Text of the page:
Upload Your CV
Send us your CV and a member of the team will be in touch to discuss open opportunities with you.
On the 28th of September 2023, specialist communications recruiter, ...
On the 28th of September 2023, specialist communications recruiter, Matthew Stevenson, hosted a roundtable for leaders in the industry.
As we head towards the end of the year, this event provided an excellent opportunity for members of the communications community to come together and share their thoughts on 2023 and their predictions for the year ahead. Having gathered CCOs, Communications Directors and Heads of Communications from a variety of industries, they discussed the following topics:
Keep reading to find out the key takeaways from their conversation.
It’s undeniable that we have experienced a turbulent past few years, with COVID, Brexit and the Cost-of-Living Crisis to name but a few challenges faced across the UK. These events have shaken up every industry. Interested to find out their impact in the communications sector, Matt opened the conversation with asking how the role of communications has been re-defined in recent history.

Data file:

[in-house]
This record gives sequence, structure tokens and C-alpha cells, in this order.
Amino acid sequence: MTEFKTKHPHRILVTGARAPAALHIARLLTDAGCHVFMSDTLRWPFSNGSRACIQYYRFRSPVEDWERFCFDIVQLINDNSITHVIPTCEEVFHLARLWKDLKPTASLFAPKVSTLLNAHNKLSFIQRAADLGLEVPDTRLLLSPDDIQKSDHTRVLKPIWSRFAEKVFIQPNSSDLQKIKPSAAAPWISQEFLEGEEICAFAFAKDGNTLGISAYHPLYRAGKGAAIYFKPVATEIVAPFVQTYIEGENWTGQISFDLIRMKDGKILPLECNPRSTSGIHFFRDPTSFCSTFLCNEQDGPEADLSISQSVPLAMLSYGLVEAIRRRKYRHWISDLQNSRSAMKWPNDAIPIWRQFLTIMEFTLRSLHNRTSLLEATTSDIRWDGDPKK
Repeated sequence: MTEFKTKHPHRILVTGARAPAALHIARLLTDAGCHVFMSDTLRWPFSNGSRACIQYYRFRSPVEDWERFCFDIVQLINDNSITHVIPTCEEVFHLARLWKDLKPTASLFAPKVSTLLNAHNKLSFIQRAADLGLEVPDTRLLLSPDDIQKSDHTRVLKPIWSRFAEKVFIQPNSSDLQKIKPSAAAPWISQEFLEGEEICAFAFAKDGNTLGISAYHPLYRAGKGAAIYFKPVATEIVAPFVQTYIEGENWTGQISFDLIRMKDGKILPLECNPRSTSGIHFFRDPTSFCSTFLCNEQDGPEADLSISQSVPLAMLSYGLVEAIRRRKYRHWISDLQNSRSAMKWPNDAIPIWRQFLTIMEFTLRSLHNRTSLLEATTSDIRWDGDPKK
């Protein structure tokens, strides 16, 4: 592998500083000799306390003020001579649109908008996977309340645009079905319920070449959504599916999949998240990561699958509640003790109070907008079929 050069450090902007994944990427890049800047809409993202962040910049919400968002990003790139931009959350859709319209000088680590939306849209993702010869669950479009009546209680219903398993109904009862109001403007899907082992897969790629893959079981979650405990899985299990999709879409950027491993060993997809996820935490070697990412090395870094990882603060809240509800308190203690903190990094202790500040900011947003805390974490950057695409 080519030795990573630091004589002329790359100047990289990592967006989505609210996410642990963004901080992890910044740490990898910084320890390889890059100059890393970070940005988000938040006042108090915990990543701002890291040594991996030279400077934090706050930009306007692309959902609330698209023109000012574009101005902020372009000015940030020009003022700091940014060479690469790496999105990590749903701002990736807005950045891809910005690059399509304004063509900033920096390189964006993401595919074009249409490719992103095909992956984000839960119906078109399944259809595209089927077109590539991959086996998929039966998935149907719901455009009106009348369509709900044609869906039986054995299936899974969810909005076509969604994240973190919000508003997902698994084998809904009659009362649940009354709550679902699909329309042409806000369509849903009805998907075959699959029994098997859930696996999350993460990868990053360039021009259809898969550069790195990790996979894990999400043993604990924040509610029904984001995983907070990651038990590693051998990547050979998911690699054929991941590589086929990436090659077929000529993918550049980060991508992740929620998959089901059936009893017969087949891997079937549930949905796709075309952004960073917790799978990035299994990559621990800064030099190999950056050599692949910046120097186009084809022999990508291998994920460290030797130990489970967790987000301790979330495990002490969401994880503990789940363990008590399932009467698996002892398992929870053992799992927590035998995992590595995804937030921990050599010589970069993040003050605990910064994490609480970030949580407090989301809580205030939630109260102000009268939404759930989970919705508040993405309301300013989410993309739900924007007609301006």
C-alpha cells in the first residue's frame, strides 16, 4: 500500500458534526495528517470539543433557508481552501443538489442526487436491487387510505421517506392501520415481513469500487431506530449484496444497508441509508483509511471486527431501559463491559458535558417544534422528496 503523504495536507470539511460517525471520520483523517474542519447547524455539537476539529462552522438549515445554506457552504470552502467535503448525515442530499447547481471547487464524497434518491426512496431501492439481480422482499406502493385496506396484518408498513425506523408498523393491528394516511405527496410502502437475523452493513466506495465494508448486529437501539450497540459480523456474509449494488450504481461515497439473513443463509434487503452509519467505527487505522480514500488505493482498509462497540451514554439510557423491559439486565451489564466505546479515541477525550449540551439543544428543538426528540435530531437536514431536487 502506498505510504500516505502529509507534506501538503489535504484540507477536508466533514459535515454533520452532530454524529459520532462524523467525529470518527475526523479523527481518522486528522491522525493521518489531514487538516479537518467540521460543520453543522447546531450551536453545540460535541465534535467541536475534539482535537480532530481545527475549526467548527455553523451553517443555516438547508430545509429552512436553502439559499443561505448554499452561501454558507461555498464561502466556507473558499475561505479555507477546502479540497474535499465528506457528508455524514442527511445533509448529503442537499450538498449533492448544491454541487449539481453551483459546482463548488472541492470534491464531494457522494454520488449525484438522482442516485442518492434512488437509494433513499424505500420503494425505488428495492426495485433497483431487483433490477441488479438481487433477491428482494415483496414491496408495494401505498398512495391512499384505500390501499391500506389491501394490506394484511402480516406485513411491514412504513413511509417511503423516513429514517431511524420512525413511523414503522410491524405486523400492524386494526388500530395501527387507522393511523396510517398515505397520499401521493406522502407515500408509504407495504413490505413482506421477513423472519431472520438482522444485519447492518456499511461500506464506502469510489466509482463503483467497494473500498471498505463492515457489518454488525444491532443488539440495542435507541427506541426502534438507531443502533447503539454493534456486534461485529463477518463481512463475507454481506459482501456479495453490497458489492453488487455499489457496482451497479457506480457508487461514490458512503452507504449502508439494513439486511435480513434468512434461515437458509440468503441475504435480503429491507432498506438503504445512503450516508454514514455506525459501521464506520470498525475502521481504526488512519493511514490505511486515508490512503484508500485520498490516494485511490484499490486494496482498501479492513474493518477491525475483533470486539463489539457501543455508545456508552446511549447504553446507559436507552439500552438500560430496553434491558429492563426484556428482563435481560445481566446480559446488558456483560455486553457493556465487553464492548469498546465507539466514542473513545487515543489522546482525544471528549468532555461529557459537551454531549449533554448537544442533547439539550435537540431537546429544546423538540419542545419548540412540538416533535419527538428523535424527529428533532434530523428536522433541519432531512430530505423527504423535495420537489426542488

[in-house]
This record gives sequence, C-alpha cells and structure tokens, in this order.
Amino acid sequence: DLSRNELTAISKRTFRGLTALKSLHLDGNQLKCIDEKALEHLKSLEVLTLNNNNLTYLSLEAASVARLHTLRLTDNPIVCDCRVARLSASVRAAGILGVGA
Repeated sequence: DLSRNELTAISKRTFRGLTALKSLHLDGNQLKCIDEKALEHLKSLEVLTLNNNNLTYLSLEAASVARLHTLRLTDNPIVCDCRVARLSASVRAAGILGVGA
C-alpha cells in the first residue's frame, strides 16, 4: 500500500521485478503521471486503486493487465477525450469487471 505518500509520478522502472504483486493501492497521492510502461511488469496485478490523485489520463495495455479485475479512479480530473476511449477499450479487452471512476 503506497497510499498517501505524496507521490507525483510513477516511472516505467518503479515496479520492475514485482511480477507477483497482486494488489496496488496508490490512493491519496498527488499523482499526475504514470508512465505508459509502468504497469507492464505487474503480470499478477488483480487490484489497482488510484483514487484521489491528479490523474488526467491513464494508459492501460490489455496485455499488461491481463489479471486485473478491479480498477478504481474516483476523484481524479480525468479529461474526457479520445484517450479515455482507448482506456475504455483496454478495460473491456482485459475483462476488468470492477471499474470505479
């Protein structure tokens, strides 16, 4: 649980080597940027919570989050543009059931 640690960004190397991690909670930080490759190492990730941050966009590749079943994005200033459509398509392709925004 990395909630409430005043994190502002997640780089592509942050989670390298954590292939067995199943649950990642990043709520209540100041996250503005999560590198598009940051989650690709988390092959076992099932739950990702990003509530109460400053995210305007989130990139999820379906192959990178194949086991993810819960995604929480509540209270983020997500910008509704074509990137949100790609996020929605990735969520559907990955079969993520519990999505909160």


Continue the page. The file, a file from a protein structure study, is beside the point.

It’s clear that these events have complicated the approach to both internal and external communications. Before Brexit and COVID occurred, communities were more aligned on their opinions. However, now, it’s more difficult to take one approach to global, political and social events, as beliefs are more divided.
“After Brexit, there have been a real spectrum of opinion and comms has had to become a lot more sophisticated.”
Subjects, such as ESG and sustainability, must be handled with care, in order to ensure that everyone feels comfortable with messaging.